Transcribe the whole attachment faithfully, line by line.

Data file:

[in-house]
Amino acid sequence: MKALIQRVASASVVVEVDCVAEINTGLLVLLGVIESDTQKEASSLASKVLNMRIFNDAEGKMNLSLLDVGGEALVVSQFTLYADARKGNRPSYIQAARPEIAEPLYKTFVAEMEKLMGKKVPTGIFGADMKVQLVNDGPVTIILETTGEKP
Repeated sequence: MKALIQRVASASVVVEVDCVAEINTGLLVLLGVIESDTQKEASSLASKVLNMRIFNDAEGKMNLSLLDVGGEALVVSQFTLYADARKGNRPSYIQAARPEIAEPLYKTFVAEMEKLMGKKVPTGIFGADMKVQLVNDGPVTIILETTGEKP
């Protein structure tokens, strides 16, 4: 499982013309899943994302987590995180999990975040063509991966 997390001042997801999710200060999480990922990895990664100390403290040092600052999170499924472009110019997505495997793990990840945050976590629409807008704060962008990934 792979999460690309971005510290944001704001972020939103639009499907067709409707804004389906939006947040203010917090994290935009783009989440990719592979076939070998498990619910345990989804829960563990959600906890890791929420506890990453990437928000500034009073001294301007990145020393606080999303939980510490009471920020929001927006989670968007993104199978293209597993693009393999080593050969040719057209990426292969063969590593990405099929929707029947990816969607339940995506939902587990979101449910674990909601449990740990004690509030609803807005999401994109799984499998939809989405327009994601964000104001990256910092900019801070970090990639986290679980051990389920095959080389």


[in-house]
Amino acid sequence: MKALIQRVASASVVVEVDCVAEINTGLLVLLGVIESDTQKEASSLASKVLNMRIFNDAEGKMNLSLLDVGGEALVVSQFTLYADARKGNRPSYIQAARPEIAEPLYKTFVAEMEKLMGKKVPTGIFGADMKVQLVNDGPVTIILETTGEKP
Repeated sequence: MKALIQRVASASVVVEVDCVAEINTGLLVLLGVIESDTQKEASSLASKVLNMRIFNDAEGKMNLSLLDVGGEALVVSQFTLYADARKGNRPSYIQAARPEIAEPLYKTFVAEMEKLMGKKVPTGIFGADMKVQLVNDGPVTIILETTGEKP
């Protein structure tokens, strides 16, 4: 499982013309899943994302987590995180999990975040063509991966 997390001042997801999710200060999480990922990895990664100390403290040092600052999170499924472009110019997505495997793990990840945050976590629409807008704060962008990934 792979999460690309971005510290944001704001972020939103639009499907067709409707804004389906939006947040203010917090994290935009783009989440990719592979076939070998498990619910345990989804829960563990959600906890890791929420506890990453990437928000500034009073001294301007990145020393606080999303939980510490009471920020929001927006989670968007993104199978293209597993693009393999080593050969040719057209990426292969063969590593990405099929929707029947990816969607339940995506939902587990979101449910674990909601449990740990004690509030609803807005999401994109799984499998939809989405327009994601964000104001990256910092900019801070970090990639986290679980051990389920095959080389």